1. Before the World Cup final, Zinedine Zidane figured to be remembered as one of soccer's all-time greats, a magician with the ball and one of the leaders of the French team that won the Cup in 1998.
His legacy took a change in course in this year's final. Zidane was given a red card for a stunning foul in overtime against Italy. He ran up to an opposing player and butted him with his head into the chest.
Let's see. It's overtime of the biggest sporting event of the planet. You are a great penalty-kick performer. And you pick that moment to get kicked out of the game?
This makes Phil Mickelson's decision to go for the green on his second shot at 18 last month seem downright brilliant. I can't wait until someone makes a list of all-time stupid actions in sports, because it has company.
2. Speaking of Mickelson, think there will be a few eyes on him during the British Open? Especially on Sunday?
3. It's difficult to get NBA news while visiting Glacier National Park. The story about Michael Jordan working for Charlotte slipped by me for a while.
Good thing his name is Michael Jordan. Because if his name were Henry Finkel or Hawthorne Wingo or Kurt Rambis, he might not have gotten another chance. When Jordan ran the Washington Wizards, he was rarely even in town and made several odd personnel decisions. Abe Pollin couldn't wait to get rid of him once his playing days were over.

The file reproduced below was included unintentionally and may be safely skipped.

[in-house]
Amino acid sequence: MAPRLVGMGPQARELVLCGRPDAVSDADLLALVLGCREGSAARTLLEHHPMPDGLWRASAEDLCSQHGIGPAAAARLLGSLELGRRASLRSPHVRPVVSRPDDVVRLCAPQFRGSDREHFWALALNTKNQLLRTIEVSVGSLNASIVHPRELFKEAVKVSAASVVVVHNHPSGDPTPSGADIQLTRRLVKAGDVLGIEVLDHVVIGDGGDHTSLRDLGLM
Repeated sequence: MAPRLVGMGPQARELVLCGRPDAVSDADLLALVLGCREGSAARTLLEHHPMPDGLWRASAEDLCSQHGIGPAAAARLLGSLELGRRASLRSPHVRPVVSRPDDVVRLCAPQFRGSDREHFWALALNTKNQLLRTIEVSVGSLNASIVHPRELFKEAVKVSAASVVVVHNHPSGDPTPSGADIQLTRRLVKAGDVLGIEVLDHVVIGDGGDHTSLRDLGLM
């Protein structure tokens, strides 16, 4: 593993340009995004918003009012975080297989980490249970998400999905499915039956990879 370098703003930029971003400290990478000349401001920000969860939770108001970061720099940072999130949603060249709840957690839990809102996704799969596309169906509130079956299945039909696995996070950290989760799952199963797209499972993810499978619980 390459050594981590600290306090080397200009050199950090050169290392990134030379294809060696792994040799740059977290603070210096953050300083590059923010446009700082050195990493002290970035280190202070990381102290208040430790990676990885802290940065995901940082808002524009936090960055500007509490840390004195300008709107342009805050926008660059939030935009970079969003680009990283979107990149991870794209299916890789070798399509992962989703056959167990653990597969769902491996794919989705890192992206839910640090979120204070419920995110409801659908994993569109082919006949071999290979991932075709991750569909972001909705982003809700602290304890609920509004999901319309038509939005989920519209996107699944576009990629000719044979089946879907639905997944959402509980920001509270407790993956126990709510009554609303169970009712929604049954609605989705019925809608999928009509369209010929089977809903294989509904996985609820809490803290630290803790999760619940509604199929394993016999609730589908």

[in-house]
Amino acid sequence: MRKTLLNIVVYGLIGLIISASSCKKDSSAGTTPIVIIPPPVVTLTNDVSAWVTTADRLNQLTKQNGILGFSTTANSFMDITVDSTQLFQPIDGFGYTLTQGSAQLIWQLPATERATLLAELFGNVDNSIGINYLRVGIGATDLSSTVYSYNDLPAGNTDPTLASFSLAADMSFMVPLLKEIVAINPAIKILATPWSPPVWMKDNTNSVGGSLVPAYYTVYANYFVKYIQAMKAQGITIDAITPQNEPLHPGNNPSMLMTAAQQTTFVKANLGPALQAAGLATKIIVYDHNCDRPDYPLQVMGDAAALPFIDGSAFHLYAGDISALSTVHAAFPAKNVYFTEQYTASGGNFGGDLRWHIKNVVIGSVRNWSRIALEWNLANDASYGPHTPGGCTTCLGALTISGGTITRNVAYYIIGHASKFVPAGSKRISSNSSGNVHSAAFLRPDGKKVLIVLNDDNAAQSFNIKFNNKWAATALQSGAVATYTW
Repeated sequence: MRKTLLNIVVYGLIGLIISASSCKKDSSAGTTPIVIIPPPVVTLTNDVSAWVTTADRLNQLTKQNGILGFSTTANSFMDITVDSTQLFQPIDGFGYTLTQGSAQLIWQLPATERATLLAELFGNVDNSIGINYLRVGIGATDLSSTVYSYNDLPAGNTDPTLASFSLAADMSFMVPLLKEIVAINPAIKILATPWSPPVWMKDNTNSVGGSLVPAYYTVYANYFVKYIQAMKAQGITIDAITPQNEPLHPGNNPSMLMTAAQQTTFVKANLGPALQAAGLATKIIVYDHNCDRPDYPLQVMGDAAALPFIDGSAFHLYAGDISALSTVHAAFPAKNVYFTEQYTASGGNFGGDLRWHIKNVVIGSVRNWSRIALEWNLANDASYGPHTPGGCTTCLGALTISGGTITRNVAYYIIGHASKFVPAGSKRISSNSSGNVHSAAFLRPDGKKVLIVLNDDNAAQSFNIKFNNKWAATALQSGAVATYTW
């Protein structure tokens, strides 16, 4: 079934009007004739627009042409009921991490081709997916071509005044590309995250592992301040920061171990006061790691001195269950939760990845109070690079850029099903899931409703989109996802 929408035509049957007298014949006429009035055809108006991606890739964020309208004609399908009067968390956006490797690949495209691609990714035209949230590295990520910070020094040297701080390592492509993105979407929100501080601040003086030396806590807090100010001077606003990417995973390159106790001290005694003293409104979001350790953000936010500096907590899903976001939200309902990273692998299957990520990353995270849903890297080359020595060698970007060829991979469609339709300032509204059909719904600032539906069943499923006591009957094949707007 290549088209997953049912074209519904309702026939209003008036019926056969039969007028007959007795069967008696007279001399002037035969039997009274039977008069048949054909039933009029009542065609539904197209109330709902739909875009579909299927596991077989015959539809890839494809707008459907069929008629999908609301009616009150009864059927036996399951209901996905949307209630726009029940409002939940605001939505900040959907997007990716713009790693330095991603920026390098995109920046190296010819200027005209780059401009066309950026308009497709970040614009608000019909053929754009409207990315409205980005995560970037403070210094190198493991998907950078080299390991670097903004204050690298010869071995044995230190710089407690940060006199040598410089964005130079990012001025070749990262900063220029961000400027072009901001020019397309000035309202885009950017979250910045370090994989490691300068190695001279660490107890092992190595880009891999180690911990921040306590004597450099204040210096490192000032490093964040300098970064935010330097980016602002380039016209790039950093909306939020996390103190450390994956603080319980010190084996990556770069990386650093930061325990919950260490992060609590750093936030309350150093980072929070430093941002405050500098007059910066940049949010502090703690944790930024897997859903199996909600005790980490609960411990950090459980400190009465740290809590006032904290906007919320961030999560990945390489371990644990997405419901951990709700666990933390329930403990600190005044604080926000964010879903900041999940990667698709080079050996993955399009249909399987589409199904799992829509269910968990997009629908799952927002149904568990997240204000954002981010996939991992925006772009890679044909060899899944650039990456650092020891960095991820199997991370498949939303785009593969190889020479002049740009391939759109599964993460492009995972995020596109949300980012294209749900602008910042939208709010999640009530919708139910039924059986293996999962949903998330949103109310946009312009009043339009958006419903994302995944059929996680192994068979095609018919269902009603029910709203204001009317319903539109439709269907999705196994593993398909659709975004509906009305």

Michael is smart and he knows plenty about basketball, but this has a chance to be a disaster.
4. It's difficult to make the baseball all-star game attractive to the public, since it is at heart just an exhibition game. But how tough would it be to make two small rules changes:
a. Drop the requirement that every team have a representative.
b. Use the designated hitter.
You'd have the best players, and be less likely to run out of them in the late innings. Get to work, Mr. Selig.
5. This probably deserves its own column, but one of our radio hosts in Buffalo came up with an idea that struck me as interesting: come up with a description that could be used for both an athlete and a rock star/band.
Let's see -- big star, easy Hall of Famer, had a couple of lapses but was generally great for a long, long time: Roger Clemens/Bruce Springsteen.
Pioneer in his field, revolutionized the game, had some personal problems including some weight gain, died too early: Elvis Presley/Babe Ruth.
Maybe not a Hall of Famer, but very good for a long time, showed up all the time, appreciated by those in the know: Dwight Evans/Rush.
This could consume me for days. So I'll quit now.